With the extensive UI changes in iOS 7 it is not a small matter to do update an existing app to iOS 7. To to a good job of this you have to change your thinking: Start with your content as the star of your app, then add the chrome and navigation only as needed around the content. You should really make an effort to re-imagine the UI to make a great iOS 7 app, one that makes intelligent use of all the new features and capabilities.
When you have finished your re-imagined iOS 7 UI design, you can then port it back to iOS 6 (if you still have to support this). Of course this will significantly increase the cost of your project. Not only do you have to make changes for iOS 7, but also make changes to your existing iOS design.
Another important and deep change is the new multitasking model. Previously only certain types of apps were allowed to run in the background. With iOS 7 the OS will observe the behavior of apps to determine if and when they might benefit from running in the background. The canonical example is that you check the news in an app the first thing when you wake up in the morning. iOS will learn this and can wake up the app 5 minutes before you wake up, so that the app may start downloading data with the goal of having updated data available when you yourself launch the app a few minutes later. This is a great compromise between user experience and battery life. And it avoids the problems of letting any app run unfettered in the background at any time it wants.
More multitasking options opens up the possibility for new types of apps that were not allowed previously.
In iOS 7 apps update automatically without user intervention. This is a great convenience for customers and it can also be a benefit to you as an app developer because more of our customers will be running the latest version of your app. But this can also be a curse. You really, really don’t want to push out a bad update to the App Store. Because very quickly that update will be automatically pushed out and installed onto all of your customers’ devices. Good thing that the latest version of Xcode has improved unit testing features. You do have unit tests for your apps, right?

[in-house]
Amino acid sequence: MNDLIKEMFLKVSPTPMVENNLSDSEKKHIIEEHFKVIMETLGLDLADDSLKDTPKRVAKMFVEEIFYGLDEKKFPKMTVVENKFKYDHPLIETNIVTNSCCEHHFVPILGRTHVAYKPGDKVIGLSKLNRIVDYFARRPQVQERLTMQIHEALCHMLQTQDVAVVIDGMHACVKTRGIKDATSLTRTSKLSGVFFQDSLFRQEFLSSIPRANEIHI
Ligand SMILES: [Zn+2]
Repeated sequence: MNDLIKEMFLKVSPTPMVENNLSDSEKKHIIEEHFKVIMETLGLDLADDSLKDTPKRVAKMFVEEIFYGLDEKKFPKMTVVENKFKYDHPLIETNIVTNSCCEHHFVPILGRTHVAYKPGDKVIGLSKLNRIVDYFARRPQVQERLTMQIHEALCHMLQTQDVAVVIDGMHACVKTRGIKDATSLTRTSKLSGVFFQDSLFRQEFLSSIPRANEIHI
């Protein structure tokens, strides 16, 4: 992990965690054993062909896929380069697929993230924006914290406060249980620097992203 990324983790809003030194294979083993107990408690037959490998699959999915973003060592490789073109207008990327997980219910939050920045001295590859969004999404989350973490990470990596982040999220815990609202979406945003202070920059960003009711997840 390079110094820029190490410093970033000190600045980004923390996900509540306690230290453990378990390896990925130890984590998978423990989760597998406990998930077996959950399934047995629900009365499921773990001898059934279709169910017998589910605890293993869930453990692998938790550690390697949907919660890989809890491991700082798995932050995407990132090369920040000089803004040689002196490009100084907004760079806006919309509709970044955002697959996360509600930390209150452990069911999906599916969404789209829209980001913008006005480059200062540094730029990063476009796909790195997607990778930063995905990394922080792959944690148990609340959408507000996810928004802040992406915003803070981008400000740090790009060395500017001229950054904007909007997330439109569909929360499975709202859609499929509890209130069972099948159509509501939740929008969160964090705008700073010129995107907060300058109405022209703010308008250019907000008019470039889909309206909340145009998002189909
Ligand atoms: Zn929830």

This is a really good time to be an iOS consultant or freelance developer. Customers are going to need a lot of help in adapting their old apps for iOS 7.
I think the transition to iOS 7 will separate the pros from the amateurs and the cheapskates in the App Store. Creating great iOS 7 apps will require experimentation and a lot of iteration to get right. This is difficult to do on a fixed budget and without passion for your app.
App Store Improvements
Finding popular apps near me is a new feature in iOS 7. This is a step in the right direction along the lines I outlined last week. It will be great specifically for apps that have a geographic home, e.g. city tours, language apps, local events.
A lot of the app store content is displayed in the App Store app as HTML. So hopefully they can add more, different ways to discover apps in the App Store without waiting for a whole new iOS release.
More Car Integrations
This is an oddball on the list. But maybe you can think of some new app ideas for your car. I don’t know what you need to build apps that integrate with a car. Maybe you need to be a member of the MFI program.
iWork for iCloud
iWork for iCloud looks amazing and the rich documents you can create and edit in your browser certainly puts Google Docs to shame. But iCloud is still just personal. That means you can edit and sync a document on all your Apple devices, but you cannot collaborate with other people on the documents.
To be a serious contender in cloud services, Apple needs to have a solution for collaboration between individuals and inside companies. But for this year I would be happy to see just the basic, existing iCloud services just work. All the time.
If you look at the App Store, a significant portion of the most downloaded apps are games. If you look at the APIs available to developers there are very few specifically designed for gaming. You wouldn’t think that iOS is such a popular gaming platform. (A fellow attendee and hard core game developer, whispered in my ear that Apple used to have a real bias against gaming.) With iOS 7 there are several new APIs that will be great for gaming, and gaming has been emphasized several times. There is even a production quality source code example for a graphical multiplayer game available to developers to use as a starting point for their own game development. Or use it as is. I expect that we’ll soon see several slightly reskinned versions of this code on the App Store.